Men Beyond Desire: Manhood, Sex, and Violation in American Literature
by David Greven
Palgrave Macmillan. 294 pages, $65.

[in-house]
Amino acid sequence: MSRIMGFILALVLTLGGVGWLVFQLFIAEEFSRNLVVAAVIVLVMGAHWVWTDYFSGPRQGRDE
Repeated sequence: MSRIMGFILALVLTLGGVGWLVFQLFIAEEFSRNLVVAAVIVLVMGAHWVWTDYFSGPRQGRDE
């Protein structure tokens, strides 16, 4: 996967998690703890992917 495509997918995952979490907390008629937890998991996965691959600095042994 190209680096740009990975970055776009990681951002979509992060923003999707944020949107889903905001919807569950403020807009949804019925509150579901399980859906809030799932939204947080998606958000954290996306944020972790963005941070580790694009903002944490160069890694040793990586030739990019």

ANDREW JACKSON captured the White House in 1828 by turning himself into a symbol of American manhood, a tough backwoodsman who dressed, spoke, and acted the part. David Greven believes that Jackson’s construction of manhood—white male power rejecting any hint of weakness and willing to use violence—has prevailed in American culture to this day. Certainly the example of our current president, whose political persona is based almost entirely on simplistic images of manliness, supports Greven’s belief. Jackson’s masculine performance included killing a man in a duel and winning the Battle of New Orleans, whereas George W. Bush’s must rely on staged events, which suggests that this construction is losing its authenticity if not its appeal.